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YouTube's most viewed video Despacito disappears in apparent Vevo hack

A number of other artists have also been affected by the hack.
Apr 10th 2018, 1:28 PM 14,696 21

YOUTUBE’S MUSIC VIDEO for the chart-topping song Despacito, which has accumulated over five billion views, has been deleted in an apparent hack of video hosting service Vevo.

According to the BBC, more than a dozen other artists, including Selena Gomez, Drake, Taylor Swift and Shakira have been affected. The original videos had been posted on YouTube by Vevo.

The Despacito video has been removed from YouTube. When users click the link for the video they are directed to an error screen on the video-sharing website.

The hackers, who are calling themselves Kuroi’sh and Prosox, had written “Free Palestine” underneath the hacked videos, the BBC is reporting.

1212 A screenshot of the Despacito video on YouTube currently Source: Screengrab via YouTube

One year ago this week, the music video for Despacito became the most watched video on YouTube ever.

With regards to the other hacked videos, it appears they are no longer available to search on Vevo’s YouTube account.

In a statement to, YouTube said: “After seeing unusual upload activity on a handful of Vevo channels, we worked quickly with our partner to disable access while they investigate the issue.”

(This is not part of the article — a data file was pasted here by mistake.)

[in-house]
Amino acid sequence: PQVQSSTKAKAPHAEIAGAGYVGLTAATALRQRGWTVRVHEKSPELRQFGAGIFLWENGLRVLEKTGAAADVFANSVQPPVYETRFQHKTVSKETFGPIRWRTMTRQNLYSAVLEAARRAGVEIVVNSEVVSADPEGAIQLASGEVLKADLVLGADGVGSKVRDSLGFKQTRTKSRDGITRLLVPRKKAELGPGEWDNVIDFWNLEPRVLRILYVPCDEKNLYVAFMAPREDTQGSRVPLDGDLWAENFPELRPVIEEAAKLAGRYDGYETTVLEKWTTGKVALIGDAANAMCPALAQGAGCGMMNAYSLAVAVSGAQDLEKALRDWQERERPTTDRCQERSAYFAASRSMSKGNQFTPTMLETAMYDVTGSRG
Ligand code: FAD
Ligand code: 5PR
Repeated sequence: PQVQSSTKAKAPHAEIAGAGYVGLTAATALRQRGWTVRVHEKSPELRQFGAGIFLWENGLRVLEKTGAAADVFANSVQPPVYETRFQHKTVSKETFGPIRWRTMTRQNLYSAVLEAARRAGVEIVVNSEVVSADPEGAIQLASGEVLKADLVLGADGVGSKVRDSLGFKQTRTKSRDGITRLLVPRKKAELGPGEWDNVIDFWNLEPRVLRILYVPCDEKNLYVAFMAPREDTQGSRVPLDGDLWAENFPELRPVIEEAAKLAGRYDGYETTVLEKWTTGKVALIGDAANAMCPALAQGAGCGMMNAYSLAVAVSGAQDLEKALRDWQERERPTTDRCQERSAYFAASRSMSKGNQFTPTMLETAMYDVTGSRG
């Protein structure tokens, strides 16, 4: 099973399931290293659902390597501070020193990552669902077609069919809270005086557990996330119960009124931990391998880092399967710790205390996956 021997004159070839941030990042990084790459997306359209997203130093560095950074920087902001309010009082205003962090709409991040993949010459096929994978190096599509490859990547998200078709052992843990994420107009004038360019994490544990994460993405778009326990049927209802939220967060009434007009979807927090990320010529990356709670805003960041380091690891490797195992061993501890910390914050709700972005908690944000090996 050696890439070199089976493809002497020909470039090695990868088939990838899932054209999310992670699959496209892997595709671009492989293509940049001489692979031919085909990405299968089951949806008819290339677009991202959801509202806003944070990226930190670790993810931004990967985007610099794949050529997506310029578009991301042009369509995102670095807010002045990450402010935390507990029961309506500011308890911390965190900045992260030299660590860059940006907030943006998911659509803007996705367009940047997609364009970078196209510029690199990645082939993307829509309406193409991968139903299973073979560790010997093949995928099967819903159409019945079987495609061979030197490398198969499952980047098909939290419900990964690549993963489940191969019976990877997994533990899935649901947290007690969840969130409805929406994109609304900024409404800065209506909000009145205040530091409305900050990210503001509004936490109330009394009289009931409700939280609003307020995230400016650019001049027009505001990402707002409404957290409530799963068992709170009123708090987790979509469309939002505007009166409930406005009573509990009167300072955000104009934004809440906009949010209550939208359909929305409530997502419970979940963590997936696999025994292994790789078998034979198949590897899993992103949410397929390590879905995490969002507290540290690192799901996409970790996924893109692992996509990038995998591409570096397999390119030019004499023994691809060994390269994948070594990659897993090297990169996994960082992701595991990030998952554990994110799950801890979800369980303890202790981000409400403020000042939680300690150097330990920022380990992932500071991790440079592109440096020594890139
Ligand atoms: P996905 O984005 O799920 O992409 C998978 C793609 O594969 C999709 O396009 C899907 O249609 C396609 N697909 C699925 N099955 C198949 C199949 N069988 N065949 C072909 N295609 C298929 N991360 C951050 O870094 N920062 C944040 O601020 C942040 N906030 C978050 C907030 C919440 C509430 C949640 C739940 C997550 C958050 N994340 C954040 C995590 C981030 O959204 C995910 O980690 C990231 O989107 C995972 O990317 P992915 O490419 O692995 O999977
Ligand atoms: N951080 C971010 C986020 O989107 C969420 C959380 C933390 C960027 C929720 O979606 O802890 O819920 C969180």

The hack appeared to be localised to Vevo and a small number of their accounts.

“Vevo can confirm that a number of videos in its catalogue were subject to a security breach today, which has now been contained,” Vevo said in a statement.

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“We are working to reinstate all videos affected and our catalogue to be restored to full working order. We are continuing to investigate the source of the breach.”

Cyber-security expert Professor Alan Woodward, from Surrey University, told the BBC that it was unlikely that the hacker was able to gain access easily.

“To upload and alter video content with code you should require an authorisation token,” Woodward said.

“So, either this hacker has found a way around that need for authorisation, or they are being economical with the facts, or they obtained the permissions in some other way.” has contacted YouTube and Vevo for comment.

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Hayley Halpin


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